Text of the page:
It's a bird, it's a plane… it's a dog?
I’ve heard of flying reindeer, but a flying dog? Read this incredible, but true, tale about Sadie, the flying dog.
by BILL WUNDRAM
Sadie, a petite-sized Pomeranian, landed next to a Davenport street last weekend after surviving a flight of about two miles, clutched in the talons of a great horned owl.
As the owl flies, Sadie’s flight covered between 24 to 30 city blocks. She was scruffed up, but suffered nothing worse than bruises and a broken tail.
Sadie’s owl-napping saga began when her owner, Michelle McCarten, and friends were watching fireworks a week ago Saturday in the Village of East Davenport.Sadie was spooked by the booming, jumping off McCarten’s porch at 2216 E. 12th St., and fleeing into a nearby woodsy area. McCarten and friends called and searched. No luck.
What they didn’t realize was that a giant owl known to perch in the area had grabbed Sadie.
Sadie became the flying dog. She was soaring over east Davenport, destined to become a late-night snack for the owl. But the owl lost its grip. Sadie plunged to earth.
“I had stopped for the sign at East 29th and College when this dog came flying out of the sky right in front of my Jeep — right out of the sky,” says Jamie Padden, Davenport. “It dropped out of nowhere.”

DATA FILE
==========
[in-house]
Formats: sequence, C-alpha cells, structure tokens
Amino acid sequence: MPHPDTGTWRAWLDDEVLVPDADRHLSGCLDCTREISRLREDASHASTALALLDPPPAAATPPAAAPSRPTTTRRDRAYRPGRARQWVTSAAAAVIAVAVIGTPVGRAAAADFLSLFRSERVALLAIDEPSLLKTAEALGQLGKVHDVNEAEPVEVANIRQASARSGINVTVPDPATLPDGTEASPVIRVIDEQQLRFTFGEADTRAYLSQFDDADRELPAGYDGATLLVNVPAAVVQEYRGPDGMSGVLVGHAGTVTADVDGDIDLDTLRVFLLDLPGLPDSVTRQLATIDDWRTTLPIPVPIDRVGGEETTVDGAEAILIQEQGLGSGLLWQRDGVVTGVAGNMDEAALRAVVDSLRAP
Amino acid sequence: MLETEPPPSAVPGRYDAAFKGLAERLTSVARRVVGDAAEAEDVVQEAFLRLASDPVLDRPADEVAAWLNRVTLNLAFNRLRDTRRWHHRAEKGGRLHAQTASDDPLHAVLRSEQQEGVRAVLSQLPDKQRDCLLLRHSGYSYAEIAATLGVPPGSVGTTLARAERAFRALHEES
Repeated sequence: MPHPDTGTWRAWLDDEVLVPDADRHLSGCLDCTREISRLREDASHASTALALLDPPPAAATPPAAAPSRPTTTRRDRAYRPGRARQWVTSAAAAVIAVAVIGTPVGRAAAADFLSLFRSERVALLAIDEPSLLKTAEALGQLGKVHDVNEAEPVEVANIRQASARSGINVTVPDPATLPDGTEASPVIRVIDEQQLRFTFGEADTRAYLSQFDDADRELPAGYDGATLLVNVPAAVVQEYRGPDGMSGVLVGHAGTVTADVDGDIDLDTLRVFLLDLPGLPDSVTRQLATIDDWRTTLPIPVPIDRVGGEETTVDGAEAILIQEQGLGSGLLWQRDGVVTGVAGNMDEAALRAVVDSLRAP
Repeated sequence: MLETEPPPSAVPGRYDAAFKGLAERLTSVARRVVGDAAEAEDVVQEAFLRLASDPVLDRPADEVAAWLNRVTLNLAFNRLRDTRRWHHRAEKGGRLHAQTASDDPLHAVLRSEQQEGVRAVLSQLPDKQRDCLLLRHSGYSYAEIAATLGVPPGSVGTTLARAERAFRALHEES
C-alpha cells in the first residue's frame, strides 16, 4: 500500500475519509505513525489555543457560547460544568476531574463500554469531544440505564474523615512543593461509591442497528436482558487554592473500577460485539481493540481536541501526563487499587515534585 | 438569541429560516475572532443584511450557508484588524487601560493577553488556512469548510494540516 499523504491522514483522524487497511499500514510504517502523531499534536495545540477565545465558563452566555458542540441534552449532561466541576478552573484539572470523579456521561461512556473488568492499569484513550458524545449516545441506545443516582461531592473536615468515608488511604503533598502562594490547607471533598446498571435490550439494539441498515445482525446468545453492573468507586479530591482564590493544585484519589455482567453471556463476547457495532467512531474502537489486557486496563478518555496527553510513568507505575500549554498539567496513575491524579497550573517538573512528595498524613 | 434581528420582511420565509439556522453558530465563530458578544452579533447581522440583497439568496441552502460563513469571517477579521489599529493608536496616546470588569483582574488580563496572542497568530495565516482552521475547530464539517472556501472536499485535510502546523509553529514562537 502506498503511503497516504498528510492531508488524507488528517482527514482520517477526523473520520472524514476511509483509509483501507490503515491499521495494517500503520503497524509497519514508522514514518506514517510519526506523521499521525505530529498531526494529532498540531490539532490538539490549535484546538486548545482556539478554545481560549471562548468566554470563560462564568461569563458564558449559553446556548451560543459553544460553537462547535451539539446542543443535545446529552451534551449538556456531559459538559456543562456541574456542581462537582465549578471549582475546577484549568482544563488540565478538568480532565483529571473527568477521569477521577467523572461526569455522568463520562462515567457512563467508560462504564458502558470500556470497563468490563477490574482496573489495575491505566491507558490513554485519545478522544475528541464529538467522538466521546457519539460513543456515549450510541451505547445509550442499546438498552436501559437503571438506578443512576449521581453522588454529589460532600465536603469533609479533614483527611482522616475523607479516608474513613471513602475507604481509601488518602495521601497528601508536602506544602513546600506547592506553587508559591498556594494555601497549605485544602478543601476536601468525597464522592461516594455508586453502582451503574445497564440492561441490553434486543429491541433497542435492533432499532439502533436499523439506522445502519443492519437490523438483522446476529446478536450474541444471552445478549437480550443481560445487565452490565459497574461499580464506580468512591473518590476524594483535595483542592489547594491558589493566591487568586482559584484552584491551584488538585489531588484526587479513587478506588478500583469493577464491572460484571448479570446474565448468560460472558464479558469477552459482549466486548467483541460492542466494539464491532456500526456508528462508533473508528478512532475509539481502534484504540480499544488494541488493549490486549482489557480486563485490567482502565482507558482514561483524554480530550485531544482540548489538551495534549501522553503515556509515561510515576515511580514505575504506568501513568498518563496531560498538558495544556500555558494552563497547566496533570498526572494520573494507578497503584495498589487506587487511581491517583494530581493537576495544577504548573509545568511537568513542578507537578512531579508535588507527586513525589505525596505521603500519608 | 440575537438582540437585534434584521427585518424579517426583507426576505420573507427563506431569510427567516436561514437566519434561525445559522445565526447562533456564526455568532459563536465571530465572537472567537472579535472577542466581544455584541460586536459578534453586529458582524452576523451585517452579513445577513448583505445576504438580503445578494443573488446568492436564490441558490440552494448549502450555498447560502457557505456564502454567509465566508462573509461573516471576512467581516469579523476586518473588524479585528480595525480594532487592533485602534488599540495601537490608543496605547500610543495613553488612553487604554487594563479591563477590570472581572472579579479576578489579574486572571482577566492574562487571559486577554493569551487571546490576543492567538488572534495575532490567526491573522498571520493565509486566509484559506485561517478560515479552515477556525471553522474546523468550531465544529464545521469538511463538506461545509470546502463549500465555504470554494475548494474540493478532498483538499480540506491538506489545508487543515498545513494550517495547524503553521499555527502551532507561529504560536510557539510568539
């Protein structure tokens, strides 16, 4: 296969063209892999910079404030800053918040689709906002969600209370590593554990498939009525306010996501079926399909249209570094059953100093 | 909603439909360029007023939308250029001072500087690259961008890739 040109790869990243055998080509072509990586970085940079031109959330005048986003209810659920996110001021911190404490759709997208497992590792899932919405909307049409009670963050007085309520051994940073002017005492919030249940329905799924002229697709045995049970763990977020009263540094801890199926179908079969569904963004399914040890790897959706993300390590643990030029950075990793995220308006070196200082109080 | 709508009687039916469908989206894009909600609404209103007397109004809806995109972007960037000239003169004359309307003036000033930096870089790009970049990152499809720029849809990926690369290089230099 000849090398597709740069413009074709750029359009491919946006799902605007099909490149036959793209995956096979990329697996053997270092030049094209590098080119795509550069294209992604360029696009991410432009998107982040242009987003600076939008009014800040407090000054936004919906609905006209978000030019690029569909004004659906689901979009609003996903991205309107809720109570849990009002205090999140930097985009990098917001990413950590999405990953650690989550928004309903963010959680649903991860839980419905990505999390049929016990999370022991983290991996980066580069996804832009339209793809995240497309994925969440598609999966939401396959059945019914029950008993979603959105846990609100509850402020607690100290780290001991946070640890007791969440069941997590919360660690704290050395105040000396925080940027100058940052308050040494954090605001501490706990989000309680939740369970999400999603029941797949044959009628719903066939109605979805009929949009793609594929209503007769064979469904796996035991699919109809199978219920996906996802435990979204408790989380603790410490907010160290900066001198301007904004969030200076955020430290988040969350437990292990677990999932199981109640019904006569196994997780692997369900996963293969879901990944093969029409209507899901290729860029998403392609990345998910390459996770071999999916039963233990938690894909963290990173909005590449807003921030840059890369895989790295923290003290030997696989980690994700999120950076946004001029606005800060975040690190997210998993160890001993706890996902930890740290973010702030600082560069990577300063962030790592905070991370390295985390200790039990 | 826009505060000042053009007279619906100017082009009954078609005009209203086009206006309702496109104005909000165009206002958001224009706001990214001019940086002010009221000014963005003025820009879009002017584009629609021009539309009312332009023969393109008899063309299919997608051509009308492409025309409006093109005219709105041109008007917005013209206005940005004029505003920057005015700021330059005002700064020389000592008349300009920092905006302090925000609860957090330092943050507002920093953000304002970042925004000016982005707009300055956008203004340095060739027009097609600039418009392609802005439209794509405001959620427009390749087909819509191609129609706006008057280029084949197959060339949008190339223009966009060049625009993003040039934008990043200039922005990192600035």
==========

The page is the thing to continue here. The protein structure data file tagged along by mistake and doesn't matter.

The owl followed, ready to snatch back its lost snack.
Padden was horror-struck to see the little dog scrambling to get away.
“I opened my car door and ran screaming at that owl,” she says. “It was after the dog.
“That owl was so big I swear that its wings spread halfway across the street. That sounds overdramatic, but it’s true.”
Padden shooed the owl away and scooped up the whimpering dog. She took it home, gave it a bath, and called Davenport police to report that she had just picked up a dog that had been dropped from the sky by a great horned owl.
Barb Elmore, a police service generalist who took the call from Padden, says her first thought was “That is one lucky dog.”
While the police department gets lost animal calls all the time, Padden’s report was the first of its kind, Elmore said.
“Í knew that no one would believe me,” Padden says, “so I left my phone number, in case anyone called about a missing dog. That little dog was so scared that I took her to bed with me that night. She was frantic, shaking.”
Next morning, Sadie’s owner and a friend, Kris Overstreet, resumed their search. They called Davenport police and were given Padden’s number.
“We called immediately,” McCarten says. “It sounded like my dog. Jamie brought her to us and I cried. It was my Sadie.”
McCarten pieced together the tale of Sadie’s wild ride, something that is confirmed by a Quad-City ornithologist. Rick Crouch of Wild Birds Unlimited doesn’t question that Sadie was grabbed by a great horned owl.
“They are big, strong birds that stand 24 inches from feet to tip of head. They have a great capacity to lift,” Crouch says. “They are nocturnal, hunting by night, easily picking up rabbits, cats or small dogs. They have a strange appetite for skunks.”
Sadie, still shaky, is happily home with her owner. She has bruises and tenderness around her hind quarters where her tail was broken.
“She’s nervous. I’m giving her an aspirin a day. She’s comfortable,” McCarten says. “Getting her back is my best early Christmas present.”